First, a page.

While we sat, we could hear one player in the dugout bellowing out textbook baseball chatter, “COME ON KID, you’ve got this, you’re going to do great kid, wait for your pitch kid.” The encouragement was nonstop and straight from the heart. The same player hollered inspirational words from center field to my son as he pitched. Slowly all the boys began chanting, and it was as if the players were virtually boosting each other on their shoulders with positive baseball jargon. As the game went on, there were errors, strikeouts, base hits, doubles, and fly balls. But with each play, the sentiment remained positive, and I couldn’t help but think the credit should go to the cheering player whose curly-hair hoisted his cap high on his head, much like his enthusiasm.

At the bottom of the last inning, I walked over to say goodbye to the sweet grandmother I met earlier. As a base hit brought our team ahead by three points, she admitted, “I can’t believe I get butterflies like the boys.” “Me too.” I agreed, telling her my heart rate zooms when the excitement builds for anything my kids do. Before she rolled her wheelchair away, she smiled and said, “You know, we’re both good moms.” “Thank you,” I replied, touched I had my own cheerleader. After all, moms need to raise each other up as well.

Honestly, the best part of baseball is watching the boys put their thoughts aside, play ball, endure each run and out, and lean on each other for support. Personally, I wish the curly-headed player would yell out to me each morning, “Come on kid, we can do this life thing kid, we got this kid!!”

Dig Deep: Especially when you get to the point of mental fatigue, keep your thoughts positive and do a steady state exercise (walk, run, swim, etc.) for at least 20 minutes.

Lenten Challenge: Model optimism with your families. Pray for positive words to lead you in conversation.

Posted in Family, Faith and Fitness, Other, siblings

PAPER AIRPLANES TAUGHT MY KIDS TO FAIL

Lenten Reflections #19

Paper airplanes taught my kids to fail.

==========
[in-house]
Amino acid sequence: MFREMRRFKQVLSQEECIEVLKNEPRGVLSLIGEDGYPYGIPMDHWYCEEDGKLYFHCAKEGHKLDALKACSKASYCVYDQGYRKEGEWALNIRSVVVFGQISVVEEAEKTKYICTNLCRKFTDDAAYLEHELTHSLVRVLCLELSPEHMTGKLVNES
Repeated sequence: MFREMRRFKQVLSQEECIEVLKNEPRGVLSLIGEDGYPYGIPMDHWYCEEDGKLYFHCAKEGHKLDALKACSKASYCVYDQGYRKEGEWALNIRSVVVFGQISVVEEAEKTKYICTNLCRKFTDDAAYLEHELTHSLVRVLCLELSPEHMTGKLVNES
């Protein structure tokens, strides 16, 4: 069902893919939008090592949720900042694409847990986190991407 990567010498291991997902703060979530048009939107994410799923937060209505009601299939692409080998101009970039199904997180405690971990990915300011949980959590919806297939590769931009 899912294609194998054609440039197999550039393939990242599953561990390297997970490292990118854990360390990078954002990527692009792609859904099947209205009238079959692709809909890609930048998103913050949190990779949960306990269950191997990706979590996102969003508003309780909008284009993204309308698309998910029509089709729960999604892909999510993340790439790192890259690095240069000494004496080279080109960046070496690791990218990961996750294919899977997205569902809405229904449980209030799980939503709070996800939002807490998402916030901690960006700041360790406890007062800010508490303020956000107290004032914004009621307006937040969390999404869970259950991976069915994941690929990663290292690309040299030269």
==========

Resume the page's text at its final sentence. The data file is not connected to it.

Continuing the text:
The folding. The flying. The fixing.

After each failed flight I taught them to tweak it. Adjust it. Change it.

To try again.

They used paper clips, tape, rubber bands, light paper, heavy paper, newspaper, tissue paper.

The INTENTION was to make the plane fly.

If it didn’t work, they made another plane.

They learned there’s no guarantee for success.

Sure it was small. But they tested, they measured.

They learned what each fold was for and why they made it.

No score was being kept.

They learned what uncertainty and failure felt like and danced with it.

They were invested in finding the flight.

They learned the worst that could happen was it wouldn’t work.

They still tweaked and fixed.

They learned when you care enough you will fail and fail and fail again.

It’s their airplane. Their crash. Their landing. 

But they were curious and hungry.

Let them fold. Let them fail.

Let them create. 

After all…

The person who invented the ship also invented the shipwreck.

 

Spiritual Workout: Pray for the families of the Parkland students.

Workout: Over spring break, pack your tennis shoes and always, ALWAYS walk when you travel. You’ll see the beauty of cities from a new perspective.

 

Posted in Family, Faith and Fitness, Other, Parenting/Running/Pets, siblings

A running partner to remember

LENTEN BLOG #18

For about ten years, I was faithful to one running partner.

Misty, a Labrador/Chow mix arrived on my Washington, DC doorstep one snowy day in the middle of February. I took her to the veterinarian, placed signs around the neighborhood and called the local Humane Society to find out if anyone had lost a black puppy about 4 months old. After receiving no response, Misty had found her home. As she grew, we covered many miles as best friends and running partners.

Over the years, we ran through Rock Creek Park, circled numerous neighborhoods, and maneuvered the National Mall and DC’s bustling 16th street. We dodged bikes, crossed busy streets and waved at fellow runners.

It was our time. My time to exhale from the day. Misty’s time to listen. Running has a way of adjusting the focus of life’s lens, making the world seem more crisp, more profound, more accessible.

Some days Misty would squeeze sprints in as she dashed after squirrels or chipmunks.  She ran with a purpose and always pushed me (or pulled me) to keep up. Although her sniffing breaks broke our stride, Misty and I were never aiming to set our PR together.

We just ran, because running brings a healthy void. A place where our mental oversized baggage (which never fits in the overhead bin) somehow becomes lighter with each step.

When I was expecting our daughter, I was initially hesitant to run with such precious cargo, but after reading about the benefits of exercise during pregnancy, I knew running would continue to be a priority in my life. So for six months, our baby, Misty and I enjoyed running together. As my energy waned and stomach grew, our runs turned to walks. 

Then I became a mom. A mom to a beautiful, loving baby.  When she smiled her eyes twinkled, nose wrinkled and chin dimpled. “She’s going to be a runner,” I thought. She’d have a good laugh at that today. 

I continued to run. Misty and I ran on Saturdays when she would stop to sniff a mystery spot or sprint towards a squirrel. My daughter and I ran at home, kind of. I ran on the treadmill while she rested in her crib or sat in her bouncy chair.  She watched her musical mobile, which I managed to keep going, by jumping off the treadmill every 4 minutes or so to rewind it.

I said it was a long time ago.